JEFFERSON CITY, Mo. — The Republican wall that has stood in state capitols for much of the past decade now has a few holes in it.
Democrats flipped control of seven gubernatorial offices, marking their greatest gains in several decades, and picked up hundreds of state legislative seats in Tuesday's first midterm elections of President Donald Trump's tenure.
Yet those victories didn't quite reach the lofty goals of an anticipated blue wave, leaving both major parties with reason for hope on Wednesday as they look ahead to another pivotal battle in 2020.
Some of the biggest wins for Democrats came in the Midwest, where Republicans had virtually wiped them out in prior elections. Democrats defeated Republican Govs. Scott Walker in Wisconsin and Bruce Rauner in Illinois while picking up open seats previously held by Republican governors in Michigan and Kansas.
Democrats also flipped control of governors' offices being vacated by Republicans in Maine, Nevada and New Mexico.
The Democratic Governors Association said it was their greatest number of pickups since 1982, the first midterm election of Republican President Ronald Reagan. The Democratic group's chairman, Washington Gov. Jay Inslee, called it "a broad-based win" and a historically big rejection of the president's party.
"For those who were troubled by the results of 2016 in the Midwest, we have proved that the Democrats can run and win," Inslee said.
Yet Republicans held on to the governor's office in other key swing states targeted by Democrats, including Florida, Ohio and Iowa. Republican Secretary of State Brian Kemp also was leading in Georgia's gubernatorial race, though Democrat Stacey Abrams held out hope that absentee and the provisional ballots remaining to be counted could push Kemp's percentage below 50 percent and force a runoff.
Republicans picked up one new governor's office — a seat previously held by an independent in Alaska.
Republicans entered Tuesday's election controlling 33 governors' offices and two-thirds of the 99 state legislative chambers. The Democratic gubernatorial victories will push that closer to an even split. But Republicans will still control at least three-fifths of the state legislative chambers, even after Democrats flipped about a half-dozen chambers.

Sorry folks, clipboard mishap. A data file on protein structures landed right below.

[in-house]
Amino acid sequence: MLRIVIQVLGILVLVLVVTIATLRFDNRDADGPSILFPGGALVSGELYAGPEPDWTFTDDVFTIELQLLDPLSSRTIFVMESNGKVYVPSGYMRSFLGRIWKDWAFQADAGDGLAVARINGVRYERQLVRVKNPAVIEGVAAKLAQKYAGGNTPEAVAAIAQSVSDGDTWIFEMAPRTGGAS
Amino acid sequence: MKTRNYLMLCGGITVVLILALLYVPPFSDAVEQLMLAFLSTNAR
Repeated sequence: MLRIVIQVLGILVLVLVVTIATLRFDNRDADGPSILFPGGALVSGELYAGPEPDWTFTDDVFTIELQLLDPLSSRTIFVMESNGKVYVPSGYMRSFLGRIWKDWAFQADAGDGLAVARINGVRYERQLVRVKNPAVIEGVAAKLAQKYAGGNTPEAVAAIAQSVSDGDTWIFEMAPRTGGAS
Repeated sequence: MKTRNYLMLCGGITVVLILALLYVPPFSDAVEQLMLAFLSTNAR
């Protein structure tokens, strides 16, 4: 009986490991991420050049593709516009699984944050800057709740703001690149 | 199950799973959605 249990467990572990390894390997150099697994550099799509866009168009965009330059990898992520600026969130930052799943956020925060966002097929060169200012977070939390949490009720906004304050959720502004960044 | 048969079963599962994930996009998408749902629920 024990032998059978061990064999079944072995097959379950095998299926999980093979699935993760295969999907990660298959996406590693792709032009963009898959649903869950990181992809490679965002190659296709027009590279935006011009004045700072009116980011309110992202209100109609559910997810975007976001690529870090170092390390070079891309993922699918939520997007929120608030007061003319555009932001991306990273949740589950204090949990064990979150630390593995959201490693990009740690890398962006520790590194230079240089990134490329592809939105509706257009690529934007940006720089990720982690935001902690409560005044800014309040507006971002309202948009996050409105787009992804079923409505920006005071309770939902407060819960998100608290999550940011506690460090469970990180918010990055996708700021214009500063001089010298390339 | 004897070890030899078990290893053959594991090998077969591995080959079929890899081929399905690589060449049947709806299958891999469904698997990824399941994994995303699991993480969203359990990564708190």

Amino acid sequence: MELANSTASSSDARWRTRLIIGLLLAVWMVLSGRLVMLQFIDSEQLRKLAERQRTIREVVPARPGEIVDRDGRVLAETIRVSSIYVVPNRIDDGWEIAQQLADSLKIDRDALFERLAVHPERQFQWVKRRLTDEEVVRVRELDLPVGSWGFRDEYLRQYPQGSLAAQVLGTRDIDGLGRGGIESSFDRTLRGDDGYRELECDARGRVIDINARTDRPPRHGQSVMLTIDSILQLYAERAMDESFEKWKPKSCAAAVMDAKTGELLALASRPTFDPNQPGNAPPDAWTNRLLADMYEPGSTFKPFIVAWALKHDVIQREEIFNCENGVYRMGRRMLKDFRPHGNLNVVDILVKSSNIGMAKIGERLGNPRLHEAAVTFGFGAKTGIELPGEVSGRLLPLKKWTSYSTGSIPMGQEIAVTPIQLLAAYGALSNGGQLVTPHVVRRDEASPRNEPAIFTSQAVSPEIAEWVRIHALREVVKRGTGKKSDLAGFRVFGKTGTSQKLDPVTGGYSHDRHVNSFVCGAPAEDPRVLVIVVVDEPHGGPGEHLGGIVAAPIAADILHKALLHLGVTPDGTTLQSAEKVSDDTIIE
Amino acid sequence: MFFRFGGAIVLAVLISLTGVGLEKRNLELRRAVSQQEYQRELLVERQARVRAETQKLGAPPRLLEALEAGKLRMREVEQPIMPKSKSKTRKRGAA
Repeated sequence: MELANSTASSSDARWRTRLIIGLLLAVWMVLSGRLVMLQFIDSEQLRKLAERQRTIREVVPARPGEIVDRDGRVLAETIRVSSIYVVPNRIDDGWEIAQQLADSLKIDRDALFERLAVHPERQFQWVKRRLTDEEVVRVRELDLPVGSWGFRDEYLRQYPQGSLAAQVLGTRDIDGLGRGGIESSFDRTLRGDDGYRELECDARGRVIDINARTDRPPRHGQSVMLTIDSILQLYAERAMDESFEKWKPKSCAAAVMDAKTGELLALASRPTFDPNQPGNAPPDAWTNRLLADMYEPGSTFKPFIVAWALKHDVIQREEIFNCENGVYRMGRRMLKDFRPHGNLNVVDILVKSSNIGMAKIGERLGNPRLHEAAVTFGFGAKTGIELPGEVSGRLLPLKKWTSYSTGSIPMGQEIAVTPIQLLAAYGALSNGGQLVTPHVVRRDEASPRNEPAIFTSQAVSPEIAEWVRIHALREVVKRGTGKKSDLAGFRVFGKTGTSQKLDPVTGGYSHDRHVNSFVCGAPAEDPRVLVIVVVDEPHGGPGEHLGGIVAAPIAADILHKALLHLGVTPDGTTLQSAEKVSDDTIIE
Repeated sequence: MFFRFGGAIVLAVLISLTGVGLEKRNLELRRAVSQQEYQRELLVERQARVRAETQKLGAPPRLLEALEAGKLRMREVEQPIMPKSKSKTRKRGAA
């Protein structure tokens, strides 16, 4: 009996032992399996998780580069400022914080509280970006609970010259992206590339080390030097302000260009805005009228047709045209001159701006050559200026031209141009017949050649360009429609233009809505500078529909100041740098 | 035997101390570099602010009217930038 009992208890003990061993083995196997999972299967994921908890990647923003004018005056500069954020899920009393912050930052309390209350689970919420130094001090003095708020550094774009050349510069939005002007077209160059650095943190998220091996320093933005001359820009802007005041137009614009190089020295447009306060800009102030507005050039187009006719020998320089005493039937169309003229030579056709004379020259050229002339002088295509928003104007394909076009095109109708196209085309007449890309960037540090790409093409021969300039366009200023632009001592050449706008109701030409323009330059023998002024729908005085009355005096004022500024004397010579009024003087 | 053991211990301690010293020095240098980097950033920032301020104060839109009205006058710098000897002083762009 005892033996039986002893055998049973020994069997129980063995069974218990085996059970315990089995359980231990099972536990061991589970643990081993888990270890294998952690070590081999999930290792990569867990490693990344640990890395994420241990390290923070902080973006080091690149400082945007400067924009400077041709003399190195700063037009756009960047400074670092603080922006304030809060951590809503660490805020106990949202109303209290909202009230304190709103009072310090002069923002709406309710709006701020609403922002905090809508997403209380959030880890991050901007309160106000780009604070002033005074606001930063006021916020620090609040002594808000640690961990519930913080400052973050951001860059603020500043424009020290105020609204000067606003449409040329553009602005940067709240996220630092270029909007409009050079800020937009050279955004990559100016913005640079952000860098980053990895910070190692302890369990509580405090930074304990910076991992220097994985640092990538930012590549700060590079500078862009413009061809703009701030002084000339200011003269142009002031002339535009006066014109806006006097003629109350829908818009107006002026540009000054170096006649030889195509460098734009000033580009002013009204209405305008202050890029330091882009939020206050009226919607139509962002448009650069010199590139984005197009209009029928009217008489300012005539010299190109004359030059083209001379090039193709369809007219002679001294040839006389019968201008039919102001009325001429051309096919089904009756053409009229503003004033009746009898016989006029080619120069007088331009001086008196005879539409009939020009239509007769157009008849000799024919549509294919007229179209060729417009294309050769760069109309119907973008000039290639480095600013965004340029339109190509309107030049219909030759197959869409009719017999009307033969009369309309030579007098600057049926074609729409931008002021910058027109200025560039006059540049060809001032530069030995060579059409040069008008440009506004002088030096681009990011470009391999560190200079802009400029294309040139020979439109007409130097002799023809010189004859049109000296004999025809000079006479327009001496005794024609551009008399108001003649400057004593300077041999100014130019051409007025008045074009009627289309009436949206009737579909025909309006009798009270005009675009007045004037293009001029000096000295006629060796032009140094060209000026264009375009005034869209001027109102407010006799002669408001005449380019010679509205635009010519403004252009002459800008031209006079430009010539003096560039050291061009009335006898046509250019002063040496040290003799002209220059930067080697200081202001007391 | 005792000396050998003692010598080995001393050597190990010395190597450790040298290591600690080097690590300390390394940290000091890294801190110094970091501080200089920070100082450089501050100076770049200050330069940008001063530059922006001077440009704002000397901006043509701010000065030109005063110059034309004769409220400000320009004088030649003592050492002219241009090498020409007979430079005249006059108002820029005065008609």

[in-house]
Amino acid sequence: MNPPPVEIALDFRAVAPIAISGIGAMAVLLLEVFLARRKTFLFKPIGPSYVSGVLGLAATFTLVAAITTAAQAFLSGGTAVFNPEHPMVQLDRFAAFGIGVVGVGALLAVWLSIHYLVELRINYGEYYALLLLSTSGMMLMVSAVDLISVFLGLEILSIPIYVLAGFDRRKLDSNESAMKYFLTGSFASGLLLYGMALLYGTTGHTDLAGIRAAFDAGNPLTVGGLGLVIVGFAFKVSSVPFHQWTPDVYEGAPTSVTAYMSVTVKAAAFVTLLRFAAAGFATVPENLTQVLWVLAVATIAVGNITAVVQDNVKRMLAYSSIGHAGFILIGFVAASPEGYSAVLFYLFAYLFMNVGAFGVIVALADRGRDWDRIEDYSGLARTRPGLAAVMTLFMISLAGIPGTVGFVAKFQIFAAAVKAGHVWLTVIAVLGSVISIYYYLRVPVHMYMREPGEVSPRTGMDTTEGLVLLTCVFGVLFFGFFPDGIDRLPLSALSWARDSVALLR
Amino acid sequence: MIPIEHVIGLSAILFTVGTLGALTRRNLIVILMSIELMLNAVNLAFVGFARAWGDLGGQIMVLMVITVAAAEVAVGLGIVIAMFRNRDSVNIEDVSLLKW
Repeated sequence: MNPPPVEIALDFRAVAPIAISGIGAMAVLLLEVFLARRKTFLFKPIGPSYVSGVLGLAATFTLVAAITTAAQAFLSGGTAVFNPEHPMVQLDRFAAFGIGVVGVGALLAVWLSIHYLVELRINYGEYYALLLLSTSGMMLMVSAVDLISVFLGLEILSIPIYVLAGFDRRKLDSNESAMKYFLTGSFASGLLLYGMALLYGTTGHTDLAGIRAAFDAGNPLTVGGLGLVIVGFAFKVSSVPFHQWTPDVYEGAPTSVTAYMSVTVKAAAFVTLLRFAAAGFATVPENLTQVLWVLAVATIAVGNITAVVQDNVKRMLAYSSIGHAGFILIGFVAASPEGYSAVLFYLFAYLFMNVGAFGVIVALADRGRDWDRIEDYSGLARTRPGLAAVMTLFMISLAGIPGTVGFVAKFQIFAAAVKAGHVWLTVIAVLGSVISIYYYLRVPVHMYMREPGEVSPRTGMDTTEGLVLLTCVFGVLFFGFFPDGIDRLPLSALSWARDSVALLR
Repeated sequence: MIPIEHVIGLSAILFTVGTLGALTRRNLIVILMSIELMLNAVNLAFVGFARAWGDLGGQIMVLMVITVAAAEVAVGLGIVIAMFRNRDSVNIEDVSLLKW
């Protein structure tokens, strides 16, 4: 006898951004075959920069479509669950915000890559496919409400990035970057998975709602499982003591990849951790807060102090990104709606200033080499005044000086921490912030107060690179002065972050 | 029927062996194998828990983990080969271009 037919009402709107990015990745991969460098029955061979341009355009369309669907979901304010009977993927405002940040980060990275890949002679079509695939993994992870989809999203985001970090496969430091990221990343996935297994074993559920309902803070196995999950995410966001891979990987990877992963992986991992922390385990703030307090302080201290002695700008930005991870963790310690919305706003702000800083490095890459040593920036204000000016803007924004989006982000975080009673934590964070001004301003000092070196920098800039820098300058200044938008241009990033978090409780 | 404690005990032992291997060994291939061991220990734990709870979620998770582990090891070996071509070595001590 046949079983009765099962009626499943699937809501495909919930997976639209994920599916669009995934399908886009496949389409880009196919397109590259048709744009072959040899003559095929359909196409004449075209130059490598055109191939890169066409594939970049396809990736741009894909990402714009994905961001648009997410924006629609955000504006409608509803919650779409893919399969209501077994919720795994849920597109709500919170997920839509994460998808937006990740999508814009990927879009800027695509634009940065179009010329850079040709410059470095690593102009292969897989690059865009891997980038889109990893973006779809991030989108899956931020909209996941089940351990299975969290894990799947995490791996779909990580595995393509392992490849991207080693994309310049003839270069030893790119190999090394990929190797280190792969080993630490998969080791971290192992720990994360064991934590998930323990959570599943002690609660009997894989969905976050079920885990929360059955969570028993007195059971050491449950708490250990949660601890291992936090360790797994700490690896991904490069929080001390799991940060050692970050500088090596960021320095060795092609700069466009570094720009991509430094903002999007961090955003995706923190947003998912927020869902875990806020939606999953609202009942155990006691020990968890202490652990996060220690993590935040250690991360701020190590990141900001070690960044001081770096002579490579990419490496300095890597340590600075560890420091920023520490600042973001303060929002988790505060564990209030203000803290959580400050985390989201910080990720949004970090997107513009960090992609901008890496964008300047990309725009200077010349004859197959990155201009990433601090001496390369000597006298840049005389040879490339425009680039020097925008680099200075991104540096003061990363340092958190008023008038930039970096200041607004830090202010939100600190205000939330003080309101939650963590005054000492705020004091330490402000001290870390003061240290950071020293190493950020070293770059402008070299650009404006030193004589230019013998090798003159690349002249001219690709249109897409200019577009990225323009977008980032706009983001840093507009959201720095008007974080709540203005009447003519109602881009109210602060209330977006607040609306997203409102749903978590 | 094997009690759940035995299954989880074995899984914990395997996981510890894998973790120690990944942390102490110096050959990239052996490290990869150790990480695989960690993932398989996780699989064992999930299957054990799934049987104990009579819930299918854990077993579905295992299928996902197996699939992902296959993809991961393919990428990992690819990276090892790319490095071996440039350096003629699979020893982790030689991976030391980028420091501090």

The gubernatorial and legislative gains appeared to give Democrats new trifectas of power in Colorado, Illinois, Maine, Nevada, New Mexico and New York. Democrats also broke up existing Republican trifectas in Kansas, Michigan, New Hampshire and Wisconsin.
Democrats ended a Republican legislative supermajority in North Carolina, making it harder for the GOP to override vetoes by Democratic Gov. Roy Cooper.
Yet even after Tuesday's victories, Democrats still will have full control of the governor's office and legislature in about one-third fewer states than Republicans.
The Democratic gains amount to a mere "ripple" in Republican legislative control, said Matt Walter, president of the Republican State Leadership Committee.
"It is not a wave, and I would say it's a far cry short of what they should have done" during a midterm election in which Republicans had to defend far more seats, Walter said.
During the first midterm election of Democratic President Barack Obama's tenure in 2010, Republicans picked up about 725 state legislative seats while flipping control of 21 chambers. Republicans then used that enhanced power in many states to redraw legislative districts to their favor after the 2010 Census.
Tuesday's shift of about a half-dozen chambers for Democrats is well below the average of 12 chamber changes per election cycle dating back 1900, according to the National Conference of State Legislatures.
Whereas "Obama's first midterm was a wipeout for Democrats," the Republican losses Tuesday are "relatively modest," said NCSL elections analyst Tim Storey.
That's partly because Democrats are still "running on mostly Republican-drawn maps," he said.
Both Democrats and Republicans were trying to put themselves in a strong position for the elections in two years, which will determine which party will have the upper hand in redrawing congressional and state legislative districts after the 2020 Census. But that jostling for power will matter less in some states as a result of Tuesday's elections.
Voters in Colorado, Michigan and Missouri approved ballot measures overhauling the redistricting process in ways that are intended to reduce the likelihood of partisan gerrymandering by either major party. The Colorado and Michigan measures set up independent commissions to handle the task instead of leaving it to lawmakers and the governor.
The Missouri measure keeps in place an existing bipartisan commission for state legislative districts but creates a new position of nonpartisan state demographer to draft maps that prioritize "partisan fairness" and "competitiveness."
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